Like Johnny Carson, Hank Muffett and Conrad Kostelecky understand the wisdom of leaving when you’re at the top of your game. After 11 years of growing a local three-table eatery into a wildly popular business, begun more or less as a hobby, the two recently sold Chiles in the hope of having more time to smell the salt air.
What determines why one restaurant is a veritable magnet for loyal patrons while another sits idle? When “Vallarta Lifestyles” posed that question to some of Chiles’ devoted customers, great food and fantastic prices emerged as common denominators. However, beyond ribs, chicken and burgers that were “the best in town” and a simple menu with nothing priced higher than $79 pesos, Chiles had a unique draw, which revolved around its owners’ gentle spirits, quick wit and unselfish humanity.
Eating there was more about the camaraderie — like going to a backyard picnic. It was a completely well rounded cultural event with a melting pot of interesting people that, somehow, Hank had the knack of communicating with. One afternoon at Chiles I renamed the Arnold Palmer (iced tea mixed with lemonade) — my favorite beverage — to the Tom Cruise. I didn’t want to have lunch with Arnie on a daily basis, but Tom is a different story! Chiles became a phenomenal success because of the magical environment the guys created. They accidentally brought the community together by being kind, genuine people who provided a home away from home. For me, their leaving is very emotional — like mom and dad have kicked me out of the house. Now what am I going to do?
Polly and Hubert Vicars
It’s ridiculous, but even after all these years, I could never keep straight who was who, so I just called them both Hankonrad. They are lovely human beings with big hearts, who helped any way they could. For years they let the Becas Scholarship committee meet at the restaurant — no charge. Whenever Hubert or I had a cold, one of us would go to Chiles with a Tupperware container and bring back hot chicken soup. We always got better after eating it.
I first met them during an interview at the restaurant after business hours. We were having a wonderful conversation when I noticed a small fire toward the back of the terrace. It was dark, and having never been there, I assumed someone was burning leaves so I didn’t say anything. The fire grew bigger and bigger, and I realized it was inside a window. Finally, I said, “Guys, I think your place is on fire!” They turned around, and all three of us jumped up, got buckets and put out the flames with water from the fountain. I said, “We’ll talk another time,” but being the gracious people they are, Hank and Conrad insisted we continue the interview as planned.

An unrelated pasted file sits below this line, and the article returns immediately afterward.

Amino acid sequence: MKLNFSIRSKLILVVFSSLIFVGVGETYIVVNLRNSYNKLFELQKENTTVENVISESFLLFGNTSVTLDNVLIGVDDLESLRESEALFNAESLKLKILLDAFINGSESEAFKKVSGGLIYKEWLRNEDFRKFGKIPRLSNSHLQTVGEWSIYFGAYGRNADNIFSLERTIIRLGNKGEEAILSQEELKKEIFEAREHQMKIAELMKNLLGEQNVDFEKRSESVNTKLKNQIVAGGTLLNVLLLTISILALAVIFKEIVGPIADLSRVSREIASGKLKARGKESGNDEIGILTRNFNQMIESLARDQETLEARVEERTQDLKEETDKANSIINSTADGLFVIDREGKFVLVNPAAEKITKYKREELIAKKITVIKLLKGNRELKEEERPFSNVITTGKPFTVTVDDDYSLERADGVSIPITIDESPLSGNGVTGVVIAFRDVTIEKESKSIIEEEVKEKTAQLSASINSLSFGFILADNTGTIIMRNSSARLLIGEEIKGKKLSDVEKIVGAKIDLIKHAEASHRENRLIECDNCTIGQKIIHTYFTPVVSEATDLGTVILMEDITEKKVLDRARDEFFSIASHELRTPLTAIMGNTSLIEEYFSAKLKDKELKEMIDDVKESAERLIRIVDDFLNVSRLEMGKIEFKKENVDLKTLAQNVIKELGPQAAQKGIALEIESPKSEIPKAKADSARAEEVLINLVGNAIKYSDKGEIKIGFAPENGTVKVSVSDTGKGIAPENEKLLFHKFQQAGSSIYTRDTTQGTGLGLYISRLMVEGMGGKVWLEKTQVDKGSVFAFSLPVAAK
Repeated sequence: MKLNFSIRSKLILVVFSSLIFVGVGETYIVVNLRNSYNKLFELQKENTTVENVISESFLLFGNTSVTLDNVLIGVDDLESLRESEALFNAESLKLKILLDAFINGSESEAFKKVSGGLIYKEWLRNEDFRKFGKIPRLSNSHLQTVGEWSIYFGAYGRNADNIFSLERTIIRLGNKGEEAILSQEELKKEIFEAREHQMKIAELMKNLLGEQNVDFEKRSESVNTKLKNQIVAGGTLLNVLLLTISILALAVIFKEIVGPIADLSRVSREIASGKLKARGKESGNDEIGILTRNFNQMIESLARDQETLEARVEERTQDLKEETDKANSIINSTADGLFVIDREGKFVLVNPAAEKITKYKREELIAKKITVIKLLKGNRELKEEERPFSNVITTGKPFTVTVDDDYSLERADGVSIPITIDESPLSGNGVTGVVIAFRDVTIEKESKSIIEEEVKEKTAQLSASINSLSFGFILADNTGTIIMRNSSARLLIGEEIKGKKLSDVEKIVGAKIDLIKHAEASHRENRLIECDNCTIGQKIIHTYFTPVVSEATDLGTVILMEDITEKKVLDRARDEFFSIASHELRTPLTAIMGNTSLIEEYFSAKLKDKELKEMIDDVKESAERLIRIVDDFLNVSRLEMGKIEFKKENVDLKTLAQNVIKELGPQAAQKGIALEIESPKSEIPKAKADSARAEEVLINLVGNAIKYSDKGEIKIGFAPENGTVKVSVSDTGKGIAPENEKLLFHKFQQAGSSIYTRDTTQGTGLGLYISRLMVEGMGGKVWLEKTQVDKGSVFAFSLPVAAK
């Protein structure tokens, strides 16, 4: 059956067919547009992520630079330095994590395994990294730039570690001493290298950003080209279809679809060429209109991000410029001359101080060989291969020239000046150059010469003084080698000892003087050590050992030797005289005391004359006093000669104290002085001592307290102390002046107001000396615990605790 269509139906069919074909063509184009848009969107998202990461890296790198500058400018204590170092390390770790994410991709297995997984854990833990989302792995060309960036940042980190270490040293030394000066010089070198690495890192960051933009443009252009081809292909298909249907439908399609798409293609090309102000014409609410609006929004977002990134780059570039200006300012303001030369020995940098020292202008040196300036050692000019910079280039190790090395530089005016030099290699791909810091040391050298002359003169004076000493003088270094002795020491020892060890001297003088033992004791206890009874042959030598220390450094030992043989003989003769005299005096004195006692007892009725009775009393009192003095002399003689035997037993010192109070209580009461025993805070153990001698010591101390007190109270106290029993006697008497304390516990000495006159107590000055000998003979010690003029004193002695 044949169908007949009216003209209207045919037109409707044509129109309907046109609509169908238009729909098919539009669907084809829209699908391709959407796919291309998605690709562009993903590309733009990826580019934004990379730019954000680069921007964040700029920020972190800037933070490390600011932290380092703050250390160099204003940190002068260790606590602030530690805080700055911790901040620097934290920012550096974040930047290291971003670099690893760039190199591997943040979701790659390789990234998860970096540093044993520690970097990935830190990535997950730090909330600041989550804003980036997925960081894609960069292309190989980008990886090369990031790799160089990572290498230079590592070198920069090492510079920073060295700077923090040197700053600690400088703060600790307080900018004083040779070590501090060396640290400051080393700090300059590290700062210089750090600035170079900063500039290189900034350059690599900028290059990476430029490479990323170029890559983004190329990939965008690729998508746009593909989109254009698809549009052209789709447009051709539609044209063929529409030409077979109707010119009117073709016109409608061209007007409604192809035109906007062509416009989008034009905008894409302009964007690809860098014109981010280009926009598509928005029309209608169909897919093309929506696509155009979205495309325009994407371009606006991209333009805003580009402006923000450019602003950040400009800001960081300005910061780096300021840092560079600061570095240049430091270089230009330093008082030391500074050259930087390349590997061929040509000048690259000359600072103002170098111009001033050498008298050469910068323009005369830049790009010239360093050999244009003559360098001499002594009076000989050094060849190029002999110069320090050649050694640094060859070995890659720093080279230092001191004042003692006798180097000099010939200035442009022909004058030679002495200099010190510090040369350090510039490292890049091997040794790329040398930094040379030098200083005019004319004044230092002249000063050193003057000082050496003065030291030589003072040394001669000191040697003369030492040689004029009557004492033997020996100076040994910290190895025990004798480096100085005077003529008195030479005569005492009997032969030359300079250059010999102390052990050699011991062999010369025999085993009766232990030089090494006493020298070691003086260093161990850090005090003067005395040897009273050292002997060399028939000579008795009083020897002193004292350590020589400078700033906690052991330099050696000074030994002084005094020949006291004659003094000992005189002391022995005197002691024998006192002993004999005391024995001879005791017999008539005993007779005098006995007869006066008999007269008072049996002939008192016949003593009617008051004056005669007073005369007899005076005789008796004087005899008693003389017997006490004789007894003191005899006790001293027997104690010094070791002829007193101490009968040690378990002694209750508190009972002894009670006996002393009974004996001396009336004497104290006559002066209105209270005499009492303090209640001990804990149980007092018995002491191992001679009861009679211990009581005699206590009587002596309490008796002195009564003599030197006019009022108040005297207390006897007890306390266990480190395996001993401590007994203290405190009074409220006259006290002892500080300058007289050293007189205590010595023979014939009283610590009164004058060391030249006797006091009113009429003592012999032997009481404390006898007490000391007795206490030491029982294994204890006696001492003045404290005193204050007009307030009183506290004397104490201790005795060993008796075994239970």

They leave behind a legacy that other venue owners would do well to emulate: always being there for your customers and staying connected with the people who patronize your business.
The success of a restaurant is never about the menu. It has to do with understanding your customers’ feelings. Hank and Conrad were masters at making you feel good, and that’s why you went there. When I received their email thanking people for their patronage and announcing the sale of the restaurant, I wrote back, “Well, #%&* you! Where am I going to get my Chicken Chip Cookie (the name I gave their chicken sandwich) and who’s going to put up with my crap now that you’re riding off into the sunset?” There is no place like it in town. It was so comfortable, and they will be sorely missed.